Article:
Inside Out: Food Doesn't Have to Be Your Enemy; Up to 1.1m People Are Thought to Suffer from Anorexia and Bulimia in the UK, but There Is Still a Great Deal of Misunderstanding about Their Causes and Treatment. This Week Is Eating Disorders Awareness Week and Penny Fray and Craig Hillsley Look at the Impact Such Illnesses Have on the Friends and Families of Sufferers

Daily Post (Liverpool, England), February 4, 2003 | Go to article overview

Inside Out: Food Doesn't Have to Be Your Enemy; Up to 1.1m People Are Thought to Suffer from Anorexia and Bulimia in the UK, but There Is Still a Great Deal of Misunderstanding about Their Causes and Treatment. This Week Is Eating Disorders Awareness Week and Penny Fray and Craig Hillsley Look at the Impact Such Illnesses Have on the Friends and Families of Sufferers


Byline: Penny Fray and Craig Hillsley

NOWADAYS, most people have at least heard of chronic eating disorders such as anorexia nervosa and bulimia. After all, celebrities such as actors Adam Rickett, Tracy Shaw, and Geri Halliwell have spoken publicly of their battles against these crippling conditions.

Former Coronation Street stars Rickett and Shaw have been frank about their problems. As a 15-year-old, Adam suffered bulimia and later depression when he caught a waterborne virus while surfing. He was laid low for months, and though he says he contemplated suicide, it was probably just an angst-filled cry of frustration from a teenager bursting with energy and ambition.

Ultimately, he says, his family provided a solid emotional foundation for his recovery: his father is a partner in a successful corporate financial advice boutique and his mother is well known in Cheshire equine circles. Tracy's weight, however, plummeted to just five stones when she was in her early twenties and she set up the Tracy Shaw Foundation after hearing how a teenage girl came within three days of starving herself to death.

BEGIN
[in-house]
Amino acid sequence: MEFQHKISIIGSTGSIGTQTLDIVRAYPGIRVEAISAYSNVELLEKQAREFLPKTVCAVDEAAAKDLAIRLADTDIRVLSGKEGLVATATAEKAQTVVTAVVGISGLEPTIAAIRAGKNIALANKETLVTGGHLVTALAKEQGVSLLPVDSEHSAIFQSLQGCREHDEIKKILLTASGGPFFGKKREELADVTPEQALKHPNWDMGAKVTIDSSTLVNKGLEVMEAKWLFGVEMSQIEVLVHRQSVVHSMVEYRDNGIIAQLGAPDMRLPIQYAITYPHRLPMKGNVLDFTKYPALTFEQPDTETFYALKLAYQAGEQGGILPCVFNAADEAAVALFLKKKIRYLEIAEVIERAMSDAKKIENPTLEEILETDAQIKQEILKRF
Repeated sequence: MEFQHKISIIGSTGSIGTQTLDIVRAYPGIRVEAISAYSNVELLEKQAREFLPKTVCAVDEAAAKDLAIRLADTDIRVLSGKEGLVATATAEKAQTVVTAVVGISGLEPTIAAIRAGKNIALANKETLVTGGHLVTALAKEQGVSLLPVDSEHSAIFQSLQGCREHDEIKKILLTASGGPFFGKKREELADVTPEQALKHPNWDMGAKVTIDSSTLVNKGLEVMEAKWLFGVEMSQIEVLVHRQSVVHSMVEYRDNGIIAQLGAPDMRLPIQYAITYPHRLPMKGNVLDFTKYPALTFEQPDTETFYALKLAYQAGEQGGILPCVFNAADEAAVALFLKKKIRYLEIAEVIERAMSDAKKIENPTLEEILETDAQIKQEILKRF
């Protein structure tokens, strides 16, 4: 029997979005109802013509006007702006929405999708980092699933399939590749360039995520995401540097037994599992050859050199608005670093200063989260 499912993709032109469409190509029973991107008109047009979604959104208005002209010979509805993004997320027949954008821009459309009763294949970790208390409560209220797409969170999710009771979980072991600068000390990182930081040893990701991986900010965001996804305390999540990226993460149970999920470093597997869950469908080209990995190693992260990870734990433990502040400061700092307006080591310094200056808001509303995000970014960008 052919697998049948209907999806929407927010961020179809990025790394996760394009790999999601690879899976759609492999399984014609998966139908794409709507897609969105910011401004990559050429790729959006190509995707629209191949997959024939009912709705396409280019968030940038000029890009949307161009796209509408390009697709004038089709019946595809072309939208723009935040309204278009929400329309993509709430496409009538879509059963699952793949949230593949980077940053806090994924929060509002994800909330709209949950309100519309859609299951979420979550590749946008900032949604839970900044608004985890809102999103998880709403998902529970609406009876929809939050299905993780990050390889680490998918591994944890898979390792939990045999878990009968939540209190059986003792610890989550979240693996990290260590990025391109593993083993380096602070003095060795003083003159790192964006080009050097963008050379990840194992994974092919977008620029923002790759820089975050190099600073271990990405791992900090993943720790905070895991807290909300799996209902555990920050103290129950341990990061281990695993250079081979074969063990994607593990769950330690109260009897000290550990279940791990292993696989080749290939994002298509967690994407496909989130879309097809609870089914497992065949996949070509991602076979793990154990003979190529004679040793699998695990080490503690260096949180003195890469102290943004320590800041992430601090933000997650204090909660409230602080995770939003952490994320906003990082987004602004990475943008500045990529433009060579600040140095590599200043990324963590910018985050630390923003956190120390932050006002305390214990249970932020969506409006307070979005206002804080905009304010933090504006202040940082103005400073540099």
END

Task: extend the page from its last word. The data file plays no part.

Pop star Halliwell, meanwhile, has revealed that her battle with bulimia reached its lowest point in 2 000 and has said: ``Bulimia has nothing to do with being thin, it's about loneliness and low self-esteem.''

EVEN Diana, the Princess of Wales, spoke about her bulimia - which she termed a ``secret disease''.

Despite weighing just six stone, former sufferer Clare Lindsay, used to wake up every day convinced she was fat. She would survive on a daily diet of eight raisins, half a chocolate bar, then do 500 sit-ups to burn off the calories.

The author and former Liverpool University eating disorders expert now reveals: ``My first thoughts would always be of food, followed by despair on realising that I was awake and that I was still too fat to eat.

``For as long as I could remember food and my avoid and of it had been dominating my existence.''

Clare developed food problems as an insecure 13-year-old. They gradually spiral led into the full-blown anorexia which dominated a decade of her life.

``When I changed from a skinny child to a teenager putting on a little bit of weight - with the possibility of being teased - all this lack of confidence somehow got tied up with food and eating.

``I felt fat; stupid. I hated myself and all the time I was running scared. Convinced that nobody could possibly like me, I felt like the biggest failure on earth.''

She eventually beat the disease saying: ``Assertiveness training helped me on the road to recovery - and the same has been true for 95pc of the cured anorexics I have come across.''

Despite such exposure, however, there is still a widespread lack of understanding about eating disorders. A common response is that sufferers are going through a ``teenage phase'', or that they should just ``snap out of it''.

In an effort to combat these misconceptions, the Eating Disorders Association is holding an awareness week. …

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Inside Out: Food Doesn't Have to Be Your Enemy; Up to 1.1m People Are Thought to Suffer from Anorexia and Bulimia in the UK, but There Is Still a Great Deal of Misunderstanding about Their Causes and Treatment. This Week Is Eating Disorders Awareness Week and Penny Fray and Craig Hillsley Look at the Impact Such Illnesses Have on the Friends and Families of Sufferers
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